Wednesday, May 25, 2011

Homelessness is Where My Heart Is



    Home, they say, is where the heart is.
    But my heart resides, instead, with the homeless.
    It’s been 35 years since my last interlude of homelessness. I’m still haunted by it, and I think there’s a part of me that will never recover.
    Homelessness is everywhere, and with every new natural or economic disaster, tens of thousands more people are left, devastated, amid the rubble. Few of us fully realize how lucky we are to have a home -- or even a room, or even a closet -- to call our own. I believe that it has profound psychological importance.
     I need to make it very clear that I was homeless in an absurdly minor and privileged way: On three occasions, I moved out of one New York apartment before working up the considerable energy required to find a new one, and for periods of several weeks to several months, I crashed with friends. I slept on floors and couches, I lived out of shopping bags. I had no place to call my own, and less privacy than I was used to, but I did have a safe haven from the outside world. I had no reason to be frightened, lonely or paralyzed by the enormity of my situation. My life was up in the air, so to speak, but I had plenty of options.
     Still, as I walked the streets of the city, I felt aimless, rootless, oddly lost. Surrounded by people leaving their homes and returning to their homes, I felt that I had a somewhat shameful secret: I didn’t belong anywhere. It took years for me to realize what a massive impact my brief, limited and largely voluntary homelessness had on my psyche.
    When I try to imagine what true homelessness must do to a person, I am overwhelmed with compassion and guilt.
    In many of my dreams, I still have no home. Or if I do, I can’t find it. If I know where it is, I can’t get to it. If I get to it, it’s been leveled by a tornado or taken over by some strange tribe of bikers, hippies and ex-cons that has lots of dogs and lots of children. My subconscious was so traumatized by a tiny dip into homelessness that it collapsed and remained there.
    I lived alone in my own house for 27 years. I loved it with a desperation that was tinged with my fear that I would somehow lose it.. Very few days went by that I didn't  walk from room to room at least once and gaze gratefully at each aspect of its homeyness, its mine-ness. The light through the wooden blinds, the paintings, the easy chair, the breakfast nook, the bed, the books. I felt like hugging the walls, and sometimes I did. It was a dilapidated old thing, but I didn't care. It was my home, and it meant the world to me. I wanted everyone to have one.
    Whenever I was out and about, I never took the freeway or even  the regular commuter roads. I always chose to drive slowly through neighborhoods, so I could look at the homes. I never tired of their flowers, comfy porches, rolling lawns, their stone pathways, funky fences, their changing color schemes and design details.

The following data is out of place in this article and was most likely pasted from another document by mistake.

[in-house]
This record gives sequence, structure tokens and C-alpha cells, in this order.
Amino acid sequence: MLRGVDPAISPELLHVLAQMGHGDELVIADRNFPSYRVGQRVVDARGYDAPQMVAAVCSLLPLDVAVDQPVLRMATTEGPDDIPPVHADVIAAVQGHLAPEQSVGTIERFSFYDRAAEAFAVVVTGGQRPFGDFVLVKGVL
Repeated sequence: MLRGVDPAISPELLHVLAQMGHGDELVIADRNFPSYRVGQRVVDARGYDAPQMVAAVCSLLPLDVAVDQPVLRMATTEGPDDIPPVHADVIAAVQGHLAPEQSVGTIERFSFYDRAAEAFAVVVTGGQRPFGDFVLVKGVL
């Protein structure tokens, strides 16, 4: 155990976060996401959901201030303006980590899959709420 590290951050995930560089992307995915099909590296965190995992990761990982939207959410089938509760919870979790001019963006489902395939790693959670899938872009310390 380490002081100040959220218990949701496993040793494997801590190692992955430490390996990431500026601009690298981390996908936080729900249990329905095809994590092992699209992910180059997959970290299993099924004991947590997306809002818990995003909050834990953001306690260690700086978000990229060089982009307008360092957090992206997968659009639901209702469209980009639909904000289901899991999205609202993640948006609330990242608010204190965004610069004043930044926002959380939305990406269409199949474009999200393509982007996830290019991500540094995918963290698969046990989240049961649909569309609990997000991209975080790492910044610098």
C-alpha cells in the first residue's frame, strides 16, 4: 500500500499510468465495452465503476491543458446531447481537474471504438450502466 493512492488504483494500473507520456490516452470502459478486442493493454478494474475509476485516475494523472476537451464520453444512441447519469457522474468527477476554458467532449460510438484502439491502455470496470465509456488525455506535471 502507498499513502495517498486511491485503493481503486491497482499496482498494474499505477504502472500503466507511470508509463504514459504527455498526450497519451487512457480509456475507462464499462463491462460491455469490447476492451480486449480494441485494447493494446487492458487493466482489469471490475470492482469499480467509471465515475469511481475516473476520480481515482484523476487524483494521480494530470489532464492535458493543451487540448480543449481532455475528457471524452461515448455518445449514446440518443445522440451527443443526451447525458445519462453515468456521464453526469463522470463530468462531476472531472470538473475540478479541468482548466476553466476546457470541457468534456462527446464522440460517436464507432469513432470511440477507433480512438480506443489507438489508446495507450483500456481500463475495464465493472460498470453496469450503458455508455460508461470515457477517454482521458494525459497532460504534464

The love for home, the pride in home, spilled out everywhere. I never cease to be amazed at the creativity, skill and tastefulness of ordinary people as they go about the task of making a home. At night, I was even more touched; as I meandered through the darkened streets, each golden-lighted window revealed a radiant scene of tender and personalized domesticity. I always felt so glad, so relieved, that people were snugly ensconced with the people and the things that meant the world to them.
    All the world is a stage, and home is where we go to strip off the costume, hang up the role and collapse into the comforting arms of our “offstage” lives.
    The homeless are forever onstage; they never get to use one of the most exquisite phrases in the English language: Let’s go home. If home is where the heart is, what must happen to the hearts of the homeless? And what must happen to the hearts of the rest of us, as we luxuriate in the security and beauty of home while others suffer so deeply? What’s happened to mine is that it’s hardened — it had to, in order to tolerate the compromise of proceeding with my life as if everything were fine. I’m not saying that we don’t deserve our homes; only that no one deserves homelessness.
     What does home mean? Maybe you don’t really know until you’ve drifted around without one. You don’t realize what a mooring it is, what a refuge, how central it is to your grip on things, even to your sense of self. I can’t imagine how a person without a home can summon the strength and hope needed to turn his life around. How can you plan, dream, muster your determination, make ambitious promises to yourself, when you don’t even have a base of operation, a tiny room to call your own? The chaos and the dread, the lack of solitude and privacy, the humiliation and the grief would paralyze me—of that I’m certain.
    I am forever grateful that I have a home, but I’ll never enjoy it fully until everyone has one.
     It’s raining and thundering outside. The more dramatic it gets, the cozier I feel. I just had a hot shower after my jog, and slipped into some soft, baggy sweats. Sheets and towels are in the washer, bread is baking, soup is bubbling, coffee is perking and the radio is tuned to NPR. My cat rubs against me as if to say, “This is perfect.” It’s wonderful all right, but it isn’t perfect.
    Homelessness haunts me. There’s no place like home.
Homeless man and dog